Entering fall camp, four out of the five positions appear to be pretty well set—sophomore left tackle Evan Finkenberg (pictured), senior left guard Mike Marcisz, senior center Garth Gerhart and junior right guard Andrew Sampson. At right tackle, the odds-on candidate is the ever-improving senior Aderious Simmons, who has been battling senior Dan Knapp, a transplant from tight end a year ago, who saw some starting duties in 2010.
With the exception of the right tackle competition, there are no newsworthy position battles along the line and the group, with Gerhart, an All-Pac-12 honors candidate as its leader, figures to be reliable though not dominant.
Prior to the start of the 2010 season, only Gerhart had substantial starting experience—perhaps helping contribute to ASU's sacks allowed total raising from 27 in 2009 to 31 last year—but with a full year under its collective belt, the Sun Devils' solidarity up front should be stable.
Behind the predicted starters, redshirt freshman Jamil Douglas and junior Kyle Johnson will compete for time at left tackle, while redshirt freshman Tyler Sulka will add depth at right tackle. Redshirt freshman Sil Ajawara is slotted as a backup at left guard, as is senior Adam Tello, whose availability is currently unknown due to offseason surgery. Senior Chris De Armas is capable of providing depth at guard and at center, sophomore Kody Kobensky will be Gerhart's primary understudy after showing marked improvement this spring.
Brice Schwab, a former four-star junior college transfer that moved from tackle to guard last year, may strategically redshirt in 2011 to work toward a starting role in 2012 as a fifth-year senior.
ASU's two incoming true freshman lineman, Devin Goodman and Vi Teofilo, likely will be positioned at center and guard, respectively. Barring an urgent need, both Goodman and Teofilo can be expected to redshirt. Additionally, Goodman has yet to gain full academic clearance but is expected to be eligible to participate in August.
Seniors Trent Marsh and Nick Emanuele, junior Oluwakayode Whesu and redshirt freshman Chip Sarafin are all walk-on linemen currently listed on ASU's roster.
What We Know:
If healthy, ASU's offensive line should be as stable as it has since Dennis Erickson arrived in 2007.
Though there has been little superstar talent on the group, ASU's line has quietly and gradually gotten past the point of being a liability as it was three or four years ago and is merging toward being an actual area of collective talent for the Sun Devils.
Garth Gerhart (pictured), a viable First-Team All-Pac-12 option, is the clear leader, while Evan Finkenberg and Aderious Simmons are expected to make notable leaps as second-year starters and could be honors candidates. On the interior, guards Mike Marcisz and Andrew Sampson have proven to be stable blockers and the unit as a whole has jelled into an experienced, capable group.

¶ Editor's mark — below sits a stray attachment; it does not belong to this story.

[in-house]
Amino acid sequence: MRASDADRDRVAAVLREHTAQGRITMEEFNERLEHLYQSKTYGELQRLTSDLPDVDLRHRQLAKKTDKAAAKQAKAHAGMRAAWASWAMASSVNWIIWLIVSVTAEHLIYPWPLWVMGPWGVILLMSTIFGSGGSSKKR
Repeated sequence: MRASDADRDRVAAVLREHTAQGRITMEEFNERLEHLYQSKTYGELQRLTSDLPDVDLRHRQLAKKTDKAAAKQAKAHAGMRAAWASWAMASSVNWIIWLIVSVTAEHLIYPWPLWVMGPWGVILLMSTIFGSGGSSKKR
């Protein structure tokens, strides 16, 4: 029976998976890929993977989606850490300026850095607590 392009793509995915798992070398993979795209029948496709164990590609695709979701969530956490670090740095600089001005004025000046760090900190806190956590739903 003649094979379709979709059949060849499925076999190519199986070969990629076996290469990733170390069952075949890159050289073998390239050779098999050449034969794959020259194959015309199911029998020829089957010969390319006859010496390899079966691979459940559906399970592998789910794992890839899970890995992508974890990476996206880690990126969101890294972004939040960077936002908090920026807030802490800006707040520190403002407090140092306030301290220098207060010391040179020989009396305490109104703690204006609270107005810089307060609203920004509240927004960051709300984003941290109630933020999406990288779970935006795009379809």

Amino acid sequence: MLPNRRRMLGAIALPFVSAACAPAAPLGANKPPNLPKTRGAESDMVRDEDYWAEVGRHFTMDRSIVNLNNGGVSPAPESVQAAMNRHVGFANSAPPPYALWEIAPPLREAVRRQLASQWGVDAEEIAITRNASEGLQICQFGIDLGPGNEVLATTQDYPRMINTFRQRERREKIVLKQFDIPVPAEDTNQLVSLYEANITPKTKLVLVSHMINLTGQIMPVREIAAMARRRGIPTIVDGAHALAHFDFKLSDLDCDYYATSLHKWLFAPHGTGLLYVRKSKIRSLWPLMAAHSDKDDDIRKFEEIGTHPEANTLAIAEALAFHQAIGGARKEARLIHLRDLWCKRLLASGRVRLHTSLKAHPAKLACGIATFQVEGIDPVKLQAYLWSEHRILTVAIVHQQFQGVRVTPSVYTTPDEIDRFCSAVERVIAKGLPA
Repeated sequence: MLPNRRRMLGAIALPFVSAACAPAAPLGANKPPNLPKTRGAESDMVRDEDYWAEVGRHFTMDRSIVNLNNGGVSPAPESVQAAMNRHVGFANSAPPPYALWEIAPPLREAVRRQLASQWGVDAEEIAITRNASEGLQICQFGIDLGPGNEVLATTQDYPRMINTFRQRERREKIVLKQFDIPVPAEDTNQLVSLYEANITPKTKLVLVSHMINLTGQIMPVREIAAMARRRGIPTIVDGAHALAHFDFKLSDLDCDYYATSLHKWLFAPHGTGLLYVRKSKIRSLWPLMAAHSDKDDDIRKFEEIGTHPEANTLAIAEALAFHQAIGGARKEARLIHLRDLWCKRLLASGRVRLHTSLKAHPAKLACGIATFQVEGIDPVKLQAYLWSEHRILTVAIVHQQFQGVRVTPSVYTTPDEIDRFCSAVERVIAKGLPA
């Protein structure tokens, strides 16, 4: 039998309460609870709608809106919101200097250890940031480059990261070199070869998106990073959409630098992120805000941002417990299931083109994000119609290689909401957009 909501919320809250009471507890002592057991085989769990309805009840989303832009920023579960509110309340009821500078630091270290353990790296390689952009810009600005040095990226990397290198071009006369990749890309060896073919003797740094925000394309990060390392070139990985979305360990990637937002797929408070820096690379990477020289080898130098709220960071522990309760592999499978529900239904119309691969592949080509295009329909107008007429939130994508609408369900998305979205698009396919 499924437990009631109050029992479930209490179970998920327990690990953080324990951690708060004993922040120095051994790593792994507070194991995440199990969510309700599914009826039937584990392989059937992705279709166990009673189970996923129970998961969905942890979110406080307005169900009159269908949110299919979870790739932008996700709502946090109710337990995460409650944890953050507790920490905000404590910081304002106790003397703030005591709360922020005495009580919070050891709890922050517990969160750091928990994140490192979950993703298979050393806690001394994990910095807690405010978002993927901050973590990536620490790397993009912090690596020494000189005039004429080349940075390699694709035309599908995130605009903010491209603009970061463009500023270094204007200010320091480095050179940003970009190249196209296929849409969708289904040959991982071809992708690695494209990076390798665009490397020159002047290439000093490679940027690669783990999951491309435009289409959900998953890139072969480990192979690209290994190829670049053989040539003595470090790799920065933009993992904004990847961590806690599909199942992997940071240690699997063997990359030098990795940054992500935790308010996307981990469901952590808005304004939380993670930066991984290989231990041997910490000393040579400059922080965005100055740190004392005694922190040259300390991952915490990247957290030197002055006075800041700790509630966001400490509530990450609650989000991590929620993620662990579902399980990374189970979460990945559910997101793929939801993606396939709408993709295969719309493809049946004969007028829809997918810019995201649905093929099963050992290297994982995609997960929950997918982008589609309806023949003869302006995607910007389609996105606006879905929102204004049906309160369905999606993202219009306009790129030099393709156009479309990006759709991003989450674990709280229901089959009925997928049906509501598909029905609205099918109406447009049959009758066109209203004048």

What We Don't Know:
If injuries occur, who will be able to fill in?
With Tello out for an undisclosed amount of time and Schwab potentially redshirting, only one reserve—whichever of Knapp and Simmons does not start at right tackle—will have prior starting experience.
Kyle Johnson and Chris DeArmas have shown very little promise, and Kody Koebensky, though a surprise performer in the spring, appeared in only one game last year as a redshirt freshman. Redshirt freshmen Sil Ajawara, Jamil Douglas and Tyler Sulka each has noteworthy upside, but of course no collegiate field experience to draw upon. Lastly, true freshmen Devin Goodman and Vi Teofilo likely are bound to redshirt.
If one lineman goes down, Knapp (or Simmons) likely can fill in adequately, but if more than one casualty exists there is little certainty among the remaining reserves as far as their potential to be consistent starters this season.
Projected Starters: LT Evan Finkenberg, LG Mike Marcisz, C Garth Gerhart, RG Andrew Sampson, RT Aderious Simmons
With the exception of Simmons, the offensive line is the exact group that started the majority of last season's games, providing ASU substantial continuity up front. In 2010, Gerhart started all 12 games, while Finkenberg and Marcisz each only missed one start a piece. Sampson started eight last season and also gained starting experience as a redshirt freshman in 2009.
Simmons, who appears to have edged out Dan Knapp for a first-team role, started six of nine games played in 2010 and has more athletic upside than any lineman on the roster.
Jamil Douglas Though his redshirt season was interrupted by a suspension due to an incident off the field, Douglas returned to the team in good standing this spring and has shown glimpses of the ample athleticism that made him an intriguing prospect out of high school.
As a redshirt freshman this season, Douglas likely will be a reserve but has the physical gifts to be an emergency starter. Moreover, this season will be a warm-up for what could be a starting opportunity in 2012 after tackles Dan Knapp and Aderious Simmons depart.
Needs to Step Up: Kyle Johnson
A fourth-year junior and product of the acclaimed Norco High School football program, Johnson has remained planted in mud during his first two years of eligibility at ASU, first being bypassed as a sophomore by redshirt freshman Evan Finkenberg, now as a junior to redshirt freshman Jamil Douglas.
To the eye, Johnson does not appear to have the physical prowess to be a formidable force as a blocker, while he doesn't compensate with the necessary athleticism to efficiently utlize his lean frame. With Finkenberg just a sophomore and Douglas and fellow redshirt freshman Tyler Sulka already receiving more compliments than he has, Johnson is in desperate need of a eye-opening camp to help him even be in the conversation for worthwhile playing time beyond his current role as a blocker on the field goal and extra point teams.